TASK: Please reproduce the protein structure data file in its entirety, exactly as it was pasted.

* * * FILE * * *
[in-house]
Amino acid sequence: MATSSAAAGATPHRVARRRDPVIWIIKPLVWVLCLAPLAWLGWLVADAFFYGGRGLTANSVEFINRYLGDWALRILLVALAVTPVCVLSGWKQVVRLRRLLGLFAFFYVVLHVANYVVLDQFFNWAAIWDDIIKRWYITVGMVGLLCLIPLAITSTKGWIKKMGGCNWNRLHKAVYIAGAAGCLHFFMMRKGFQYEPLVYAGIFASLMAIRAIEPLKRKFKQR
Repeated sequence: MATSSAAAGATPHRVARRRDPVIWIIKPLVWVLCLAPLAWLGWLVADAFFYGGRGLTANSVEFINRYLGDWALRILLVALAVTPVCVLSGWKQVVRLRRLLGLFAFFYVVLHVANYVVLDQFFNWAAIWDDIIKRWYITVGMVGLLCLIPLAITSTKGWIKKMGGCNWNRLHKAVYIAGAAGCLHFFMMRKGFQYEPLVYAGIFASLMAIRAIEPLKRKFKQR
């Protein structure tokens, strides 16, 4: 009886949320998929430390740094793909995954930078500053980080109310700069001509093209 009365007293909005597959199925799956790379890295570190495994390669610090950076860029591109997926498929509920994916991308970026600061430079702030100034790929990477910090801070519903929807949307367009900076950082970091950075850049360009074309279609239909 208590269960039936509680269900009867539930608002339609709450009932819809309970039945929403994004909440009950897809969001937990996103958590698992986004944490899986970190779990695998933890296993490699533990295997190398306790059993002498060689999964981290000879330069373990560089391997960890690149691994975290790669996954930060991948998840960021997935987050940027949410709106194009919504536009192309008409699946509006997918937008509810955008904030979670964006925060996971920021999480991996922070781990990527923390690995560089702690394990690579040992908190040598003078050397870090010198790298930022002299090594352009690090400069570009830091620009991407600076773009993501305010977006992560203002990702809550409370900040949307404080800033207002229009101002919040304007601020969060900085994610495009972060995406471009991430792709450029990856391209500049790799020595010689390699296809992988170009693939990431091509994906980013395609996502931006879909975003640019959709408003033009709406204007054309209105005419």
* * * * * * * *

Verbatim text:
[in-house]
Amino acid sequence: MATSSAAAGATPHRVARRRDPVIWIIKPLVWVLCLAPLAWLGWLVADAFFYGGRGLTANSVEFINRYLGDWALRILLVALAVTPVCVLSGWKQVVRLRRLLGLFAFFYVVLHVANYVVLDQFFNWAAIWDDIIKRWYITVGMVGLLCLIPLAITSTKGWIKKMGGCNWNRLHKAVYIAGAAGCLHFFMMRKGFQYEPLVYAGIFASLMAIRAIEPLKRKFKQR
Repeated sequence: MATSSAAAGATPHRVARRRDPVIWIIKPLVWVLCLAPLAWLGWLVADAFFYGGRGLTANSVEFINRYLGDWALRILLVALAVTPVCVLSGWKQVVRLRRLLGLFAFFYVVLHVANYVVLDQFFNWAAIWDDIIKRWYITVGMVGLLCLIPLAITSTKGWIKKMGGCNWNRLHKAVYIAGAAGCLHFFMMRKGFQYEPLVYAGIFASLMAIRAIEPLKRKFKQR
């Protein structure tokens, strides 16, 4: 009886949320998929430390740094793909995954930078500053980080109310700069001509093209 009365007293909005597959199925799956790379890295570190495994390669610090950076860029591109997926498929509920994916991308970026600061430079702030100034790929990477910090801070519903929807949307367009900076950082970091950075850049360009074309279609239909 208590269960039936509680269900009867539930608002339609709450009932819809309970039945929403994004909440009950897809969001937990996103958590698992986004944490899986970190779990695998933890296993490699533990295997190398306790059993002498060689999964981290000879330069373990560089391997960890690149691994975290790669996954930060991948998840960021997935987050940027949410709106194009919504536009192309008409699946509006997918937008509810955008904030979670964006925060996971920021999480991996922070781990990527923390690995560089702690394990690579040992908190040598003078050397870090010198790298930022002299090594352009690090400069570009830091620009991407600076773009993501305010977006992560203002990702809550409370900040949307404080800033207002229009101002919040304007601020969060900085994610495009972060995406471009991430792709450029990856391209500049790799020595010689390699296809992988170009693939990431091509994906980013395609996502931006879909975003640019959709408003033009709406204007054309209105005419």